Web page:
The Local Connection To The Sale Of A Rare 1796 U.S. Half Cent

February 26, 2013 in Antique Coins, Coin Grading, Coins, Collecting, History, Inheritance, News, Numismatica, Numismatics, USA Coins

Recently, it was widely reported that a very rare 1796 U.S. half cent fetched a whopping $357,000 at a European auction held by Wooley and Wallis of Salisbury, England. Also known as the Liberty Cap Half Cent, this coin was certainly a prime offering as there were only 1,390 ever minted by the U.S. Mint in Philadelphia.
Untouched for the past 50 years and remaining “very much in its original condition,” the coin was found by the seller by complete accident. The original owner was Mark Hillary, an Oxford scholar, who died in a mountain climbing accident in Greece in 1963. He kept this coin in a cabinet he constructed out of glued-together matchboxes, and this is where it sat for the past half century. While housecleaning, Mark Hillary’s brother found his coin collection. Originally thinking the coins were junk, he brought them to the auction house for appraisal. While the actual value of the half cent would ultimately be determined by the open market, the coin was originally estimated to be worth between $40,000 and $47,000. Not bad for some old junk!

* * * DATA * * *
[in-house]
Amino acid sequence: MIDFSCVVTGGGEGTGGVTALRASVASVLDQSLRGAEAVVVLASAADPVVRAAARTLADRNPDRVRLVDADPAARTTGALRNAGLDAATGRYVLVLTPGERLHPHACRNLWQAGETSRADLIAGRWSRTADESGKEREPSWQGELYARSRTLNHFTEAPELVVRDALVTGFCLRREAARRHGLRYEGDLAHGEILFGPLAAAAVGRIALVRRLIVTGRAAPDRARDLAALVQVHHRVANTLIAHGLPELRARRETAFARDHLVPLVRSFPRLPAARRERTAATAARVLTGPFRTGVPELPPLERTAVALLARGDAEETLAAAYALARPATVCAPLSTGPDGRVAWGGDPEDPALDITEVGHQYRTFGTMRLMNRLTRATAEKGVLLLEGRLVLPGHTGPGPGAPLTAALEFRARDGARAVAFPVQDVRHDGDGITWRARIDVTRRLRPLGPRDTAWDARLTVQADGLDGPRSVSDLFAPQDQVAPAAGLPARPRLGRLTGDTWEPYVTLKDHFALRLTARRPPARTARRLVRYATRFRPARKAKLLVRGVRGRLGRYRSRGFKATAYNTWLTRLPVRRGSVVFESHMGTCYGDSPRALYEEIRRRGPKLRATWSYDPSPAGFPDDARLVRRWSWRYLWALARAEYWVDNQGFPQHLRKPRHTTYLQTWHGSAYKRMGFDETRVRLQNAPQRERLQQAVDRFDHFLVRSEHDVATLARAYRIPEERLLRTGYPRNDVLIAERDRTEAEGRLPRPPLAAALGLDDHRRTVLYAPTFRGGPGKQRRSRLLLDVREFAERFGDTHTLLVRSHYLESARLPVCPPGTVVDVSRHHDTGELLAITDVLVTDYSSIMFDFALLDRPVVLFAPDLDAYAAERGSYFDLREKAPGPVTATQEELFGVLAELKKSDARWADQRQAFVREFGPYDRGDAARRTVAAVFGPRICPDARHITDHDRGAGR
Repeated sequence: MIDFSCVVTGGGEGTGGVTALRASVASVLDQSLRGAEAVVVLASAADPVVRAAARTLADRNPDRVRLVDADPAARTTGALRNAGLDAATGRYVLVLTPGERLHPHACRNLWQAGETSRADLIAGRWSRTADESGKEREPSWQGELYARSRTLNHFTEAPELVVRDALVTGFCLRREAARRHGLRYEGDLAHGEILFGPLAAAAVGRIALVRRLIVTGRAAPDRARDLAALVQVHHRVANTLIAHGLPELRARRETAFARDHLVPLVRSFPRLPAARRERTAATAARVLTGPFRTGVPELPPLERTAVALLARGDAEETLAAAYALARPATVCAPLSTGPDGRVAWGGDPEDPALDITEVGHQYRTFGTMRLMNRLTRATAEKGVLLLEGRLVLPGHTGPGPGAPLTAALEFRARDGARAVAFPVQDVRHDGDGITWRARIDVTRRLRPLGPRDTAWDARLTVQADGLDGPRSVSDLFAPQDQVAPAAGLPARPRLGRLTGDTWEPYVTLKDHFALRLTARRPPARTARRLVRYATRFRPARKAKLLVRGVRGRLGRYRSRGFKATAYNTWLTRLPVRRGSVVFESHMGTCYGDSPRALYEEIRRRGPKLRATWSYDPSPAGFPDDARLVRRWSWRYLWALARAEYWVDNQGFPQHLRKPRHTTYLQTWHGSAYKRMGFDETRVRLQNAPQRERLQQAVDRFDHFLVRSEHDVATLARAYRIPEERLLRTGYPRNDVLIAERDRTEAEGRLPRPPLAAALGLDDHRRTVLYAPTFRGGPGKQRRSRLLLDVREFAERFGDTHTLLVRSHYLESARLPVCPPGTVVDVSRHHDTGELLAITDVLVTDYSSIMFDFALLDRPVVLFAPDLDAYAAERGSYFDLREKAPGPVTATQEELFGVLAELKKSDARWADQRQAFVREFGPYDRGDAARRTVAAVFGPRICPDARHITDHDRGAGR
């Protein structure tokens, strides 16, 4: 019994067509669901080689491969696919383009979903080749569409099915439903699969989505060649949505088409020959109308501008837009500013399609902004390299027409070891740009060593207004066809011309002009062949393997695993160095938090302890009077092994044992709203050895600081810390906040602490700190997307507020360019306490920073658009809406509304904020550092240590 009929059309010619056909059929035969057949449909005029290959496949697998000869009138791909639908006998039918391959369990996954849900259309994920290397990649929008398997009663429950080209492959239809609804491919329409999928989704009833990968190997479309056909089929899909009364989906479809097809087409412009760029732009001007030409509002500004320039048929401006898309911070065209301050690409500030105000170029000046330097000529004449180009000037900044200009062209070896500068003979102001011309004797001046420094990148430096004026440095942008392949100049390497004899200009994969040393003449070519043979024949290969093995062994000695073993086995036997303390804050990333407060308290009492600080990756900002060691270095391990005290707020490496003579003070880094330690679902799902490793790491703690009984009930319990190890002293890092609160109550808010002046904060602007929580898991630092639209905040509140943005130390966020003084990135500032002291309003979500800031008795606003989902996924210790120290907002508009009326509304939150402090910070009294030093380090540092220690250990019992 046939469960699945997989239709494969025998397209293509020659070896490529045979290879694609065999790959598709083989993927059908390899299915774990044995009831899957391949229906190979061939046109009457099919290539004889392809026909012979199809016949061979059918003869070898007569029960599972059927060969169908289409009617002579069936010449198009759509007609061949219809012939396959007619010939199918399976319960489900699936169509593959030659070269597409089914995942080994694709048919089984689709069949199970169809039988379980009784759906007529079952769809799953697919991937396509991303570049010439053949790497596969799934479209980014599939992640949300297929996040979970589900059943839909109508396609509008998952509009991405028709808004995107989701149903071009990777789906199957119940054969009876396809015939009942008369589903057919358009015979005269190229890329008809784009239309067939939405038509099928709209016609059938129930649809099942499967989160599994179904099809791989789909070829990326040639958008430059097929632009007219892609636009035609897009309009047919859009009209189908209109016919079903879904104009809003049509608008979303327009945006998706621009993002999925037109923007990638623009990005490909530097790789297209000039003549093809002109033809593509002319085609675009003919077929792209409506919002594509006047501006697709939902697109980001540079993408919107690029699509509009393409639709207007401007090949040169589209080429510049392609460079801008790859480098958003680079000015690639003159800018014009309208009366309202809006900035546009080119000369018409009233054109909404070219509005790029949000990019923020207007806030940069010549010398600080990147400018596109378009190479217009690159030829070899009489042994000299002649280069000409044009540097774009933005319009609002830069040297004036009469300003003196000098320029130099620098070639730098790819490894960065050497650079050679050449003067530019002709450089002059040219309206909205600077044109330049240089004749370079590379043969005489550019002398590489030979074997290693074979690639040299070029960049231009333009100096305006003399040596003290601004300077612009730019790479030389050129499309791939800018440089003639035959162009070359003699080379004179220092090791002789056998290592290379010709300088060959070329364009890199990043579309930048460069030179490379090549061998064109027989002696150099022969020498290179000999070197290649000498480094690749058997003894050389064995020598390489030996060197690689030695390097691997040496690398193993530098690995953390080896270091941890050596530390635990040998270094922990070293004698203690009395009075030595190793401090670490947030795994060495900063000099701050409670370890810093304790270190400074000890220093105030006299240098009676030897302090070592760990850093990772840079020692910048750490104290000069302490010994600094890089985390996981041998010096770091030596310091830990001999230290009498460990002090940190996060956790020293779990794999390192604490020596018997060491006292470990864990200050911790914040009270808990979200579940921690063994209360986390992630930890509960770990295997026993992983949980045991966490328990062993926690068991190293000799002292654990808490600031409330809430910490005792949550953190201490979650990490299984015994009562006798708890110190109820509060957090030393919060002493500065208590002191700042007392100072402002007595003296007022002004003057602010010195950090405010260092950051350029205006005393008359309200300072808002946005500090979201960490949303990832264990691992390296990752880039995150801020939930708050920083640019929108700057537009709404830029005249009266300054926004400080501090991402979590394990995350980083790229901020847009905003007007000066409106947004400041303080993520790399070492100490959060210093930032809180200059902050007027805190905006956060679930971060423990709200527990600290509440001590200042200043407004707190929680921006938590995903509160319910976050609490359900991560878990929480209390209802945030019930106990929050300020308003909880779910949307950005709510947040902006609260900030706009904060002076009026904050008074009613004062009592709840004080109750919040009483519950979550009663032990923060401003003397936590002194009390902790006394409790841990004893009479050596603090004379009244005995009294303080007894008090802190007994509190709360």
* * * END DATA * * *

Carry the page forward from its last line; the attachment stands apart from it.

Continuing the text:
Although no one knows how this American gem ended up in England, it is now back on American soil thanks to our friend Bob Johnson, a Florida-based coin seller, an affiliate of the Numismatic Financial Corporation (NFC) and a friend of the family since the 1970s. Bob is a specialist in rare U.S. and foreign coins, and is one of the few dealers in the country that buys at auctions both in the states and overseas. Ryan Hoolahan, owner of West Seattle Coins and Bellevue Rare Coins, first met Bob through his dad with whom Bob did business in the ’70s. Now, 35 years later, Ryan is keeping the tradition alive, working regularly with Bob, just like his father did. Ryan credits Bob with playing a major part in making the coin business what it is today.

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